"Sweet merciful Jesus. I mean, that just makes me froth at the mouth and want to smash something."
We too want Omerica to be exceptional. The Axis of Good has been missing a member since 2003. Dear Leader Kim Jong Il is suffering from loneliness. Cheer him up! Ahmadinejad is waiting with open arms.
Here is some gOOd news that should please Comrade Hanin Abu Ayash: Our Leader did win 95% ... of the African-American vote. A small percentage of Thomas Sowells still refused to vOte for the Only ChOice, but we hope they can change.
Posted by: kevin at November 08, 2008 01:05 PM (gpO+N)
OH NO HE DI-UHNT
Somebody send Sarkozy a copy of Basic Economics or Capitalism and Freedom. Apparently he needs a good economics lesson:
The idea of an all-powerful market without any rules and any political intervention is mad. Self-regulation is finished. Laissez faire is finished. The all-powerful market that is always right is finished.
I just keep reading that paragraph, open-mouthed at its stupidity. Or, as LT Nixon recently quoted, "What you just said is one of the most insanely idiotic things I've ever heard. At no point in your rambling, incoherent response were you even close to anything that could be considered a rational thought. Everyone in this room is now dumber for having listened to it. I award you no points, and may God have mercy on your soul."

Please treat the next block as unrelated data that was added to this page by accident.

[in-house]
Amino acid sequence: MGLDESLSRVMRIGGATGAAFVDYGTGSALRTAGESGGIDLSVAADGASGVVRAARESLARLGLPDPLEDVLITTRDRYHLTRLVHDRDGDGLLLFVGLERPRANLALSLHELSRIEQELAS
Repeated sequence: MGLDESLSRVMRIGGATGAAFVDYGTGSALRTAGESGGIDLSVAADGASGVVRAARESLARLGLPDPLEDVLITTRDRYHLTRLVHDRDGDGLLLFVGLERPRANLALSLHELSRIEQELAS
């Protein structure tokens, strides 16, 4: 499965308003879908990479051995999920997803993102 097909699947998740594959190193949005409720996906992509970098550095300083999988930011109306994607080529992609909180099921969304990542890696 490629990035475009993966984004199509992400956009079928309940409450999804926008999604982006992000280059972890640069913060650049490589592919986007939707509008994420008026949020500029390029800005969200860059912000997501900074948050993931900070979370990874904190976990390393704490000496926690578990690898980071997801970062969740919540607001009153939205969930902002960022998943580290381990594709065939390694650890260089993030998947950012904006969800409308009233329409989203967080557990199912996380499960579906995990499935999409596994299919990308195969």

What is sooo mind-boggling to me about this, is that the current crisis is because of interference and attempts of regulation in the free-market. And now that it back-fired they are saying it was because of the greed and "lawlessness" of the free market. Huh?
I am less mind-boggled by the fact that they are saying it (I expect no less from the socialist-leaning crowd); I am far more mind-boggled by the fact that for some reason, the people seem to be buying it.